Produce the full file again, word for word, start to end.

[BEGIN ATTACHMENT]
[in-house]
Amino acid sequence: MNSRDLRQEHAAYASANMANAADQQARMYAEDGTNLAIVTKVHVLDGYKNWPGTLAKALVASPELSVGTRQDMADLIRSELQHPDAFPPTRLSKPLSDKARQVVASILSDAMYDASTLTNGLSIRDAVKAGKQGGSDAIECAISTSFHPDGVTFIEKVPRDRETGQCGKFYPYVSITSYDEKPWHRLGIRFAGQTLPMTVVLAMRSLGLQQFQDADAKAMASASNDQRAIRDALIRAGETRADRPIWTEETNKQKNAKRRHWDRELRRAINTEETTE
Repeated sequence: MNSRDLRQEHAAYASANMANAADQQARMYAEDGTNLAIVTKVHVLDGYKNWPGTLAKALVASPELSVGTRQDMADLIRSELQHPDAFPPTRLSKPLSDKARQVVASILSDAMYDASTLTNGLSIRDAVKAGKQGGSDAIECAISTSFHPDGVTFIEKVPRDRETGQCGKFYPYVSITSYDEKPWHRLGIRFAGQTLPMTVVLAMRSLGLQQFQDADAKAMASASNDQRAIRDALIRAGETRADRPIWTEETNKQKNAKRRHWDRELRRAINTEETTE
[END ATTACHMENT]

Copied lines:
[in-house]
Amino acid sequence: MNSRDLRQEHAAYASANMANAADQQARMYAEDGTNLAIVTKVHVLDGYKNWPGTLAKALVASPELSVGTRQDMADLIRSELQHPDAFPPTRLSKPLSDKARQVVASILSDAMYDASTLTNGLSIRDAVKAGKQGGSDAIECAISTSFHPDGVTFIEKVPRDRETGQCGKFYPYVSITSYDEKPWHRLGIRFAGQTLPMTVVLAMRSLGLQQFQDADAKAMASASNDQRAIRDALIRAGETRADRPIWTEETNKQKNAKRRHWDRELRRAINTEETTE
Repeated sequence: MNSRDLRQEHAAYASANMANAADQQARMYAEDGTNLAIVTKVHVLDGYKNWPGTLAKALVASPELSVGTRQDMADLIRSELQHPDAFPPTRLSKPLSDKARQVVASILSDAMYDASTLTNGLSIRDAVKAGKQGGSDAIECAISTSFHPDGVTFIEKVPRDRETGQCGKFYPYVSITSYDEKPWHRLGIRFAGQTLPMTVVLAMRSLGLQQFQDADAKAMASASNDQRAIRDALIRAGETRADRPIWTEETNKQKNAKRRHWDRELRRAINTEETTE